IT may not have sunk in just yet, but state-owned lenders, with all their reach and goodwill, are falling behind their private sector peers. This stark reality is reflected in the numbers for FY15: the combined profits of 13 private sector banks—at Rs 37,361 crore—outstripped the total profits of 25 public sector banks (PSBs) of R36,349 crore, a first time in Indian banking history.
The government, the majority owner of PSBs, is aware of the problem—it acknowledges the variance in performance between public and private lenders. In January, a Gyan Sangam was held in Pune, essentially a brainstorming session where senior bankers confabulated with experts and government officials to come up with a blueprint for a better tomorrow. There was talk of better governance, less interference from the government and longer tenures for bank chiefs. It’s unlikely these will help too much because the damage to the balance sheets is fairly severe.
Banking experts suggest mergers as a way out—they say fewer but stronger and better capitalised banks might work better. However, as Reserve Bank of India (RBI) governor Raghuram Rajan has pointed out, there’s little point in merging two weak banks or even a strong one with a weak one. The government, for its part, isn’t handing out the kind of capital that banks have been looking for; last year it capitalised just nine banks with less than R7,000 crore on the grounds that the remaining banks hadn’t performed in line with the specified benchmarks such as the last three years’ weighted average return on assets (RoA) and return on equity (RoE). Many interpreted this as a nudge towards consolidation: if the weaker banks couldn’t find capital for themselves, they would have to succumb to a merger. The kitty too this year is a very small R7,940 crore and most banks are likely to miss out.
Analysts estimate that PSBs will need some $30 billion of capital in the next five years while private banks will be able to manage with $6 billion. Under the circumstances, experts believe, it might be better if the government gives up its stake; that way there will be less meddling and the markets might be willing to buy in to the PSU bank story. After all, if the private sector banks are able to meet priority sector norms with a much smaller reach, it’s simply because they’re better managed and operate independently. Many blame the government for the current state of banks’ balance sheets; according to a retired banker who was part of the Gyan Sangam, a fair share of the bad loans that PSBs, have on their books is the result of pressure from government to fund infrastructure projects.
Deutsche Bank believes the market share of private banks could expand to around 30% by 2020 from 20% currently. “Private banks are in a sweet spot. The macro economy is improving, savings are being created and they have invested in the branch network,” analysts at the foreign bank noted, pointing out that the competition is struggling with asset quality issues and lack of capital. “We expect serious market expansion for the private banks,” the report observed, explaining that although the loan market share for private banks rapidly expanded in the early 2000s it has remained flat over the last 10 years. “While it appears that the overall market share is now stable, it is important to note that private banks have taken a very big lead in the profitable segments—fees, savings and current accounts, retail loans,” the report noted.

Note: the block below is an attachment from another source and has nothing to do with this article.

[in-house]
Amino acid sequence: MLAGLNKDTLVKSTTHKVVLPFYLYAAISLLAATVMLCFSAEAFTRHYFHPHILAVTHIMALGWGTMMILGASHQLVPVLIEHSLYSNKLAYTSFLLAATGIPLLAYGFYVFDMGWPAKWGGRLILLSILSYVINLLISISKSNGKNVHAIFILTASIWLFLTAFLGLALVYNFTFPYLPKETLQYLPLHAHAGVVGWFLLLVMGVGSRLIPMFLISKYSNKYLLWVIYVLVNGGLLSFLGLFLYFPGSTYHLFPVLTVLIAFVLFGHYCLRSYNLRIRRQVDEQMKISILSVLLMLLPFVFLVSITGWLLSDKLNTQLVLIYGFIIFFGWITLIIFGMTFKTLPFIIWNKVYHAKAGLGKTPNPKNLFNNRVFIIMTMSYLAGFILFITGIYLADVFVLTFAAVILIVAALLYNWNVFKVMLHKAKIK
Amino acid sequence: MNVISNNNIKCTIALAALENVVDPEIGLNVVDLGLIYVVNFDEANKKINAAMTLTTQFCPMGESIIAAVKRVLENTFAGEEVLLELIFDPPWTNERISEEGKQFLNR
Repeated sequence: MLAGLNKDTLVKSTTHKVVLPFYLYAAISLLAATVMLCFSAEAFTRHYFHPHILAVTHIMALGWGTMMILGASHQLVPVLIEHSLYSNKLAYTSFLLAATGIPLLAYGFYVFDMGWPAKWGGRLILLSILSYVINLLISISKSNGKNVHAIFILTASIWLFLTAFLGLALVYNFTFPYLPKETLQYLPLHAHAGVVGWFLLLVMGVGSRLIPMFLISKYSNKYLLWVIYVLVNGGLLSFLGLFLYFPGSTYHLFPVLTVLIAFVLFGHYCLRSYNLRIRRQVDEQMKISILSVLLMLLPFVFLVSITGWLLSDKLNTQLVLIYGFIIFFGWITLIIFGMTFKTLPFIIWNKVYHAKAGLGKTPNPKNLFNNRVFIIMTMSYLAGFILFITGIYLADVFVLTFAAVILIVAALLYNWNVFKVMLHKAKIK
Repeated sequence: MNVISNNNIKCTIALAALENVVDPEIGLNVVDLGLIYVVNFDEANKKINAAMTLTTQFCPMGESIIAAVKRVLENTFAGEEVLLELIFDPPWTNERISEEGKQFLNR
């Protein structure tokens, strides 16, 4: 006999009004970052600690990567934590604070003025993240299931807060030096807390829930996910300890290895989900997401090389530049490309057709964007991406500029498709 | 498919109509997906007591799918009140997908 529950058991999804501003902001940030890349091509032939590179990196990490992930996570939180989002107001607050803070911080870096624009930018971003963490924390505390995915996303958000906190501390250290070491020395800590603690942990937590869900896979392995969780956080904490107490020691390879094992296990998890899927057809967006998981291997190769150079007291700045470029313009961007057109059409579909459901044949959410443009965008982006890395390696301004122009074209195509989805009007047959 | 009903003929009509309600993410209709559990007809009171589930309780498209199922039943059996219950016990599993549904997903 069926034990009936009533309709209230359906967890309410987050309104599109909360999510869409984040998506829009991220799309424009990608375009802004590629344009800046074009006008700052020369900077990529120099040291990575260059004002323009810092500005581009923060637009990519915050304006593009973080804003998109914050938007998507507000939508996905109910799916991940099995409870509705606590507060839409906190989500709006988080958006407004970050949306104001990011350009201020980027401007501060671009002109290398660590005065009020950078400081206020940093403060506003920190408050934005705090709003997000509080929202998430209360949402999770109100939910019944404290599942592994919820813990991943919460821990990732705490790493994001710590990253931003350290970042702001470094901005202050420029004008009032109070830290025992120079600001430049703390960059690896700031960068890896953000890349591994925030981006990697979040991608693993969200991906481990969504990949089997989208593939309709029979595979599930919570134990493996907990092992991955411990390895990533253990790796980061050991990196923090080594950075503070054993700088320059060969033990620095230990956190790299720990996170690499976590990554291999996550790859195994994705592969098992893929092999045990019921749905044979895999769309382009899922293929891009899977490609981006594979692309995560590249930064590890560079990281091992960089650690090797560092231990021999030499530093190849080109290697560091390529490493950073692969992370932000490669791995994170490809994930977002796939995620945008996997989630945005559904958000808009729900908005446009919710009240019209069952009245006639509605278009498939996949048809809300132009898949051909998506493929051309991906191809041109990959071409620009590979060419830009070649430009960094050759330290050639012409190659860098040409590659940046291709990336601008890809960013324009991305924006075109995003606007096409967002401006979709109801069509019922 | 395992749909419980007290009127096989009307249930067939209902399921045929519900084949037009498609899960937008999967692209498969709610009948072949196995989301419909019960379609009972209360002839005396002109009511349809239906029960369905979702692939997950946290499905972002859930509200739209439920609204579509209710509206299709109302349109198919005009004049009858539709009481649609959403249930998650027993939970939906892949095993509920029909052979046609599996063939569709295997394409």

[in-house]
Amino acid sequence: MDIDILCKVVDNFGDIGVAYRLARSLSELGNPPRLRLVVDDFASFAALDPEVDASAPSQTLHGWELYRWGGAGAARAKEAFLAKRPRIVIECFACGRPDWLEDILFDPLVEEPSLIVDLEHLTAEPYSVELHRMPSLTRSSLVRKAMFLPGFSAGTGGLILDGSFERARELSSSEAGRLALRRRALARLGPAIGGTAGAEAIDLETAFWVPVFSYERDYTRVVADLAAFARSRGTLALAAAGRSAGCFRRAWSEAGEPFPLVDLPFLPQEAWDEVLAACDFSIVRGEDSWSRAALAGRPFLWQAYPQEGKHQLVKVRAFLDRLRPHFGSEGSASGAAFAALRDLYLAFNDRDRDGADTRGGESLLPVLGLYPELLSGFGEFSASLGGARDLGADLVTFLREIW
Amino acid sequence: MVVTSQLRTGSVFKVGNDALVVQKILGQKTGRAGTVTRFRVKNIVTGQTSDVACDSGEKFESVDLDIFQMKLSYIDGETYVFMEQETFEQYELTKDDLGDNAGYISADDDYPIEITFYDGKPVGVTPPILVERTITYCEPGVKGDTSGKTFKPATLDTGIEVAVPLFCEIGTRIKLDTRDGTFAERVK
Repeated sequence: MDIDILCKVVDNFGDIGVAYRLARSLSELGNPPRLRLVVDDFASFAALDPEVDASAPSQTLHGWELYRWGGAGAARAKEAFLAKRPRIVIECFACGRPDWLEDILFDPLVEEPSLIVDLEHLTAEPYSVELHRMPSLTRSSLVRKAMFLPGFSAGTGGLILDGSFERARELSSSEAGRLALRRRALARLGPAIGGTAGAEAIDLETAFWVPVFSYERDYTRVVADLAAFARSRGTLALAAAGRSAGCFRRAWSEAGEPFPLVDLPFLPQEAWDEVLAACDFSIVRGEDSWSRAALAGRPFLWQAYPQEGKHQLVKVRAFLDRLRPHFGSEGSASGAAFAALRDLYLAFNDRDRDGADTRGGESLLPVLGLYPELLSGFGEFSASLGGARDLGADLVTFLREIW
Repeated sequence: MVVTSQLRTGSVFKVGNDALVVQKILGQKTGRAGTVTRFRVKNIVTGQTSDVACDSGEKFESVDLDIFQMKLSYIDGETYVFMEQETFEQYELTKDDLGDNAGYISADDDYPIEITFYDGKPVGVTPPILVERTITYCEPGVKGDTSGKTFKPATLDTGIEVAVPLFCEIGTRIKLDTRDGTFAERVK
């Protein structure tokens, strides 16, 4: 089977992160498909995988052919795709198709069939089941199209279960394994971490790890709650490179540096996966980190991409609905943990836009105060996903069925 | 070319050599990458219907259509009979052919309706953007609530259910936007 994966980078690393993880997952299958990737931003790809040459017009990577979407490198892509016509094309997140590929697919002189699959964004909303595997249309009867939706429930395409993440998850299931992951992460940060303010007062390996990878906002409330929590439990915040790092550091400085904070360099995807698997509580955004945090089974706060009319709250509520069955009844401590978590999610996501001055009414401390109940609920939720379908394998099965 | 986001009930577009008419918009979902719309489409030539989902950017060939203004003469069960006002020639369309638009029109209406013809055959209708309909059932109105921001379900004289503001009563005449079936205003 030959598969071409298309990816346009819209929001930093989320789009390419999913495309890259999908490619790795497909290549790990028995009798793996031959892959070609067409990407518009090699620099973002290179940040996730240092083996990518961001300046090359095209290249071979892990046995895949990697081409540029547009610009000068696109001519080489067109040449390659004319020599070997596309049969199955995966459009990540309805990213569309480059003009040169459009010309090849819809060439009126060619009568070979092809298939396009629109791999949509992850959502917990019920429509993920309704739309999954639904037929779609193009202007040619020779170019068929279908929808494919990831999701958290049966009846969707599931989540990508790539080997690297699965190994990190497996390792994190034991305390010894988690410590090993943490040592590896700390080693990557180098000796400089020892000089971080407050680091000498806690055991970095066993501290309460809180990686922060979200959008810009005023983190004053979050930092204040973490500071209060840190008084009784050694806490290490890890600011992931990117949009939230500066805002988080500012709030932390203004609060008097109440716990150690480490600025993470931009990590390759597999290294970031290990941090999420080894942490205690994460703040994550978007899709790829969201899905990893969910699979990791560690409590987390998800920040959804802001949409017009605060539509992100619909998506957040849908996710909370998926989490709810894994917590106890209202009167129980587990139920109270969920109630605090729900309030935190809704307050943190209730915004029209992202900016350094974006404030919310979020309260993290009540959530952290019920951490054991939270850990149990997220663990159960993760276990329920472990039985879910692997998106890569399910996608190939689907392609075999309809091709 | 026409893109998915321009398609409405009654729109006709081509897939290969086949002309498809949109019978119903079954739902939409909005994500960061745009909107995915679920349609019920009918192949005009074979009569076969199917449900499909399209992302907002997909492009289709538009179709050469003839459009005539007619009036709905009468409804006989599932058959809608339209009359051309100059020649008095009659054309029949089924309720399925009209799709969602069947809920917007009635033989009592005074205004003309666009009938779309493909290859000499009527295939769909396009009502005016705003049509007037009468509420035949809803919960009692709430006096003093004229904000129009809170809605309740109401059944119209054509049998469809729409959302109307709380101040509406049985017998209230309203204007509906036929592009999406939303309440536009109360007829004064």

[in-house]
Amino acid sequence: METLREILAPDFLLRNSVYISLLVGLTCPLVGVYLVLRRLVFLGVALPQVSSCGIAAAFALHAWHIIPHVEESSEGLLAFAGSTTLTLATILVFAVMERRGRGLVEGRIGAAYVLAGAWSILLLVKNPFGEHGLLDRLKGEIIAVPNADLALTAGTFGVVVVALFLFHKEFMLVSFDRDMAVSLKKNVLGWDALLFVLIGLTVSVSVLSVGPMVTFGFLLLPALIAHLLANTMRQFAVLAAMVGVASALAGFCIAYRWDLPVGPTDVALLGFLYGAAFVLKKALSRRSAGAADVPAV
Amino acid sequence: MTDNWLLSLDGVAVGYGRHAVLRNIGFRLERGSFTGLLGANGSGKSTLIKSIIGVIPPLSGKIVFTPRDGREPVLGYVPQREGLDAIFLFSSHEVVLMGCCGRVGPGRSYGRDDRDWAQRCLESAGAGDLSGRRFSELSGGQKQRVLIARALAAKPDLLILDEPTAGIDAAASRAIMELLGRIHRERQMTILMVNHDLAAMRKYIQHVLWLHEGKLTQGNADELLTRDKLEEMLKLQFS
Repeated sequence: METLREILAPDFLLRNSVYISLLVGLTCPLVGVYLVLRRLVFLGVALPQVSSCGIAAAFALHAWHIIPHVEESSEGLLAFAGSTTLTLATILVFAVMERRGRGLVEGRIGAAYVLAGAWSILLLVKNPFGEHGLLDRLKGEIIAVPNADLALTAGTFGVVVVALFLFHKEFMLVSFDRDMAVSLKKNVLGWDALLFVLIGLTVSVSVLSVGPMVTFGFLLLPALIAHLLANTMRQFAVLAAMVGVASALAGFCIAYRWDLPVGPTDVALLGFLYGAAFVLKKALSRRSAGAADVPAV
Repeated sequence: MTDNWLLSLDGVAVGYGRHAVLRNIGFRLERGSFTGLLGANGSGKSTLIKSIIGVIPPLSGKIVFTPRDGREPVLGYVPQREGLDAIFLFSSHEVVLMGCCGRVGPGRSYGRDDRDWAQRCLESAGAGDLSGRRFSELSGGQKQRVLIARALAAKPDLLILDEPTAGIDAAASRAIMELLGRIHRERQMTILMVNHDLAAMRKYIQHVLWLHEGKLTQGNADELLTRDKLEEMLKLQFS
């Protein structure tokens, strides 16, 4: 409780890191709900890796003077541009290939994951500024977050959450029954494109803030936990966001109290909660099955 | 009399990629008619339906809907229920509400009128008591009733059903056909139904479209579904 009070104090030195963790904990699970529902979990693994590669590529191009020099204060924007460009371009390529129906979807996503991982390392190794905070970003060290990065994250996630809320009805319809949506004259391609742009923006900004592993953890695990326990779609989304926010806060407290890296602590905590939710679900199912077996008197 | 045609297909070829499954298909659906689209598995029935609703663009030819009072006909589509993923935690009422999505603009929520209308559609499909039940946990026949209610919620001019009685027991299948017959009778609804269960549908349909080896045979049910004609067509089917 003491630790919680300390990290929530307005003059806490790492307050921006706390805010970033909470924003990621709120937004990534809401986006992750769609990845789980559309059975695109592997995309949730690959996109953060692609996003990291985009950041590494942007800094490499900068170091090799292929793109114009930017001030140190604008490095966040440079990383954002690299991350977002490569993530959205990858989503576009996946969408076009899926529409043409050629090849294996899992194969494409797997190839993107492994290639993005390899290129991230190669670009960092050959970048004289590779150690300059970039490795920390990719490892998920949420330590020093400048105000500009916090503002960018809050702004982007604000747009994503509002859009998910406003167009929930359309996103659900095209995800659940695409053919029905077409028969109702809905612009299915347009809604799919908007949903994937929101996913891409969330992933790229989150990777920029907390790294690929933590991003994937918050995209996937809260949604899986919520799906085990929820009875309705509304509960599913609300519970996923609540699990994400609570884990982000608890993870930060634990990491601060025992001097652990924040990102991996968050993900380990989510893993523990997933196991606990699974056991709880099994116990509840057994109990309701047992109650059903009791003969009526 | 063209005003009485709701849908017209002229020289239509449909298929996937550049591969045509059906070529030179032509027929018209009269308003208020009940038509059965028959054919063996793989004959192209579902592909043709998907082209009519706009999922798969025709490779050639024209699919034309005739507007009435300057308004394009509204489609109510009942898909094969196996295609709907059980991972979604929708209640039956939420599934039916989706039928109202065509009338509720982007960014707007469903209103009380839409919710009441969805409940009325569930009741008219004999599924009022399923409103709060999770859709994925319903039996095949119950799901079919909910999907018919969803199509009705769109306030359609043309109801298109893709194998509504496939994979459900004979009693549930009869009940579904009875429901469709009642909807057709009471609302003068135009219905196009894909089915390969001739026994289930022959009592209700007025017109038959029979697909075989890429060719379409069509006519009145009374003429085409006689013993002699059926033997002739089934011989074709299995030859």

Experts say the human resource policies at a PSB are very stringent and rigid. According to Saurabh Tripathi, partner and director at BCG, the average cost per employee of a private sector bank is much lower than that for the public sector bank because the former has the option to negotiate the salaries and pay according to the candidate’s experience and capability.
The problem of human resources at PSBs are linked to the presence of trade unions who have had their way all these years—recently they negotiated a 15% hike for the employees at a cost of R4,732 crore per year. Almost 8-10 lakh bank employees are covered by the wage agreements. Unlike the private banks, PSBs are unable to appraise performances of employees and reward them accordingly. “Even when the bank wanted to transfer an employee, there was pressure to change it,” Deepak Narang, former executive director at United Bank of India, observes. Narang believes that in order to revive the PSBs, all senior executives should understand the credit appraisal mechanism and be bold enough to stand up against errant borrowers and say no when needed.
The unions have staunchly opposed the merger of PSBs. Which is why State Bank of India (SBI) has been able to merge only two of its seven subsidiaries. State Bank of Saurashtra was merged in 2008 and State Bank of Indore in 2010.
Data shows that 5.17% of the total loans disbursed by PSBs have gone bad while the total bad loan ratio of the system, in FY15, stood at 4.45%. “With bank chairmen being ‘incentivised’ to lend and to meet loan targets set by the government, the quality of lending was compromised,” observes a former PSB banker. The focus, clearly, was on growing the balance sheets, not on the quality of the assets.
The interference may have stopped and bankers perhaps are no longer getting calls from the finance ministry. However, the change has come a little too late in the day. The sovereign nature of PSBs will keep them afloat but unless the government is committed to funding them, many will find it hard to raise capital. With private sector banks creeping up on them, PSBs have a tough fight on their hands.